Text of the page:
5 Biggest Problems in the World that You Can Prevent
Last Updated on January 20, 2021
With many complex emergencies making headlines across the globe, it can be overwhelming when deciding which cause deserves your help first. We are faced with alarming statistics on a daily basis, on a number of global issues that require action from all citizens in order to alleviate the crisis.
Below we list five global issues that need collective action:
Climate change requires global action on an unprecedented scale. From fires to flooding, climate change has inflicted devastation on people’s livelihoods around the world, with the most recent instance being the bushfires in Australia, which has to date killed an estimated half a billion animals and 27 people.
Warnings have been raised to radically reduce the number of carbon emissions within the next few years, but the word still needs to be spread and alarm bells ought to be ringing amongst all world citizens, particularly those that are able to make a difference.
The US Based Sierra Club Foundation is carrying out great work to promote climate solutions and conservation through a combination of strategic philanthropy and grassroots advocacy.
According to a report from the United Nations, world hunger has slowly been on the rise since 2015 with an astonishing 821 million people estimated to be suffering from hunger. Hunger and malnutrition are the prevalent risks to health worldwide. The International Fund for Agricultural Development (IFAD) works to eliminate poverty within rural areas of the world.
Philanthropists and charitable businesses are encouraged to help raise funds to improve the quality of life in third-world countries and diminish starvation. Without support, the challenge of achieving the Zero Hunger Target by 2030 will not be reached.
In addition to malnutrition, other issues affecting health on a global scale include transmittable diseases such as cholera, hepatitis, malaria, and HIV. Although we have seen an improvement in water cleanliness and sanitation, which has seemingly decreased the spread of such illnesses, there is still work to be done and efforts should not be stopped.
In more recent years, we’ve seen an escalation in non-communicable diseases and disabilities such as cancer, diabetes and vision impairment which relies heavily on research and technology funded by philanthropists and charities.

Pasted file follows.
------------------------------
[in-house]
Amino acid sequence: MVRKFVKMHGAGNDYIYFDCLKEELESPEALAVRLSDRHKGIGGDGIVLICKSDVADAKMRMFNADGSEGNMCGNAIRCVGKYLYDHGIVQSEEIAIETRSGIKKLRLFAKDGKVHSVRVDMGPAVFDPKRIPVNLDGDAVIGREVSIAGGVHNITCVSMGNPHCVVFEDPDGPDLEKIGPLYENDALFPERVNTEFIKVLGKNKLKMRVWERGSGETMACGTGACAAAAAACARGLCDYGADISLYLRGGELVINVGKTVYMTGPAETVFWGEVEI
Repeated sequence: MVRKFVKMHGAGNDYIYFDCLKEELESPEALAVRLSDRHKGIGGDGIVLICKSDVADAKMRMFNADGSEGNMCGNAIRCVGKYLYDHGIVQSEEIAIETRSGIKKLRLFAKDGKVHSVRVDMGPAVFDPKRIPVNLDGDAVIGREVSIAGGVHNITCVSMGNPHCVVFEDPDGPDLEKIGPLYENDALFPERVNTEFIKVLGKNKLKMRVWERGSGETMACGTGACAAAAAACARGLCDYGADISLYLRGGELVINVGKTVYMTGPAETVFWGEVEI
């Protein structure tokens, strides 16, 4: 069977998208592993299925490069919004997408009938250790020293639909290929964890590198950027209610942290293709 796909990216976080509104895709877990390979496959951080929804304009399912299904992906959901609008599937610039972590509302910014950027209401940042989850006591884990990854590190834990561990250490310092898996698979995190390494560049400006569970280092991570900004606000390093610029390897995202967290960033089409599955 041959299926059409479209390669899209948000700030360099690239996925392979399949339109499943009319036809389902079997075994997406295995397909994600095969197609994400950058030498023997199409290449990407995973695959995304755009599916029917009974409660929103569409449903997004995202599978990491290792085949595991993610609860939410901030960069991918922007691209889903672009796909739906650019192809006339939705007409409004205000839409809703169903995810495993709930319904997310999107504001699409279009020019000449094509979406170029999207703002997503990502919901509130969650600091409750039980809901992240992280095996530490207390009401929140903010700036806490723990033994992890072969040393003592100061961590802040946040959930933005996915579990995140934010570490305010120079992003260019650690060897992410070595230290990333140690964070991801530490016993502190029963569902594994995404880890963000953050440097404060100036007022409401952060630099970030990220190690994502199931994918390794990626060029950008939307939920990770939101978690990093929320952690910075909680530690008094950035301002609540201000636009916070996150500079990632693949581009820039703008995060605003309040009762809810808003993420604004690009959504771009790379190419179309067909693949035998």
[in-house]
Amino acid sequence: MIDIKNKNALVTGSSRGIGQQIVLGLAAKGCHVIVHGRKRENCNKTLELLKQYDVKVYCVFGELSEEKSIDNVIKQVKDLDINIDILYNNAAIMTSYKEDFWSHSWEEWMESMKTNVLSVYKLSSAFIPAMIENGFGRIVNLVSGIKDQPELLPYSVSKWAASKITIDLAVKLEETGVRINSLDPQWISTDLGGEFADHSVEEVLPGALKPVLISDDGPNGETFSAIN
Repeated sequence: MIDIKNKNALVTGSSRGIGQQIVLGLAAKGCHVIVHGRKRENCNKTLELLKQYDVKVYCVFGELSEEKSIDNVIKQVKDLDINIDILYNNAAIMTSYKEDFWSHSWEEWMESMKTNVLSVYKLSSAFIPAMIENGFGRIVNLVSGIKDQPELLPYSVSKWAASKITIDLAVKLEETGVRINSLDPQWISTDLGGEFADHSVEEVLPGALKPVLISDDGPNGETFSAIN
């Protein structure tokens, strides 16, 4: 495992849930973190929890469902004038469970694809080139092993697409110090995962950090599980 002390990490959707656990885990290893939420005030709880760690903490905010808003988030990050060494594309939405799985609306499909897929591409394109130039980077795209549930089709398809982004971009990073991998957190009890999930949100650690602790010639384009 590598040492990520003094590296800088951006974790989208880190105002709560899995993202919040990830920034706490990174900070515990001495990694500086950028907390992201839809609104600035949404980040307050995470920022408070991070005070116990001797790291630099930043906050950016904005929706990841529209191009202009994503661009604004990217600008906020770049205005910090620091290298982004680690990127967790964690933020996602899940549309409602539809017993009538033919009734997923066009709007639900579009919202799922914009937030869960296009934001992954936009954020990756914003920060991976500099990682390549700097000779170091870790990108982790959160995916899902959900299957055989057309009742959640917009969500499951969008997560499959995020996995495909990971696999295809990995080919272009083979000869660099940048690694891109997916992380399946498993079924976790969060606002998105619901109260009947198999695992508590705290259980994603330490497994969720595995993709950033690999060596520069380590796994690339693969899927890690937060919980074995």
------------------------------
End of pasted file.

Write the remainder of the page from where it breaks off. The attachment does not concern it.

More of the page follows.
These issues are being addressed with support coming from a number of individuals such as Tej Kohli, who is working to eradicate poverty blindness via his Tej Kohli Foundation.
90 percent of those affected by blindness and severe visual impairment live in the poorest countries in the world, including fourteen million in India and these donations are making a huge difference to the lives of thousands of people from the poorest areas in India.
Children are the next generation and the key to global success, yet many across the world are not subject to even the most basic of education. Although some children may have access to education, the quality of schooling is poor with limited resources. An urgent challenge we are facing is the severe lack of trained teachers, particularly in Africa and India.
Through charitable donations in the form of funding, resourcing and training, as a global collective, we can reduce the amount of illiterate and under-educated children.
Africa’s Children in Education (ACE), a small charity started in the UK, works hard to support this case. They believe that all children have the right to education as a route out of poverty and whilst this is still not the case, their efforts are making a significant difference every year.
Habitat and Biodiversity Loss
Forests are being depleted at an astounding rate of 13 million hectares each year, according to statistics issued by the UN. We saw the damage caused by the fires in the Amazon just last year, experts feared the forests could reach a point of no return with the loss of biodiversity and wildlife.
Animals are becoming extinct at an alarming rate, with scientists predicting over one million species to be wiped out within the next few decades. Through volunteering, you can help protect some of the most endangered species, particularly jaguars, elephants, and turtles.
It’s clear to see that there is a crucial need for collective action. All of the above crises can be helped, risk factors can be reduced and awareness can be spread. With plenty of charities needing your support, big and small, it’s difficult to know where to start.
Large scale charities will always attract attention and recognition in the media, but small foundations are equally as deserving of praise for their continued efforts at changing lives and making a true difference.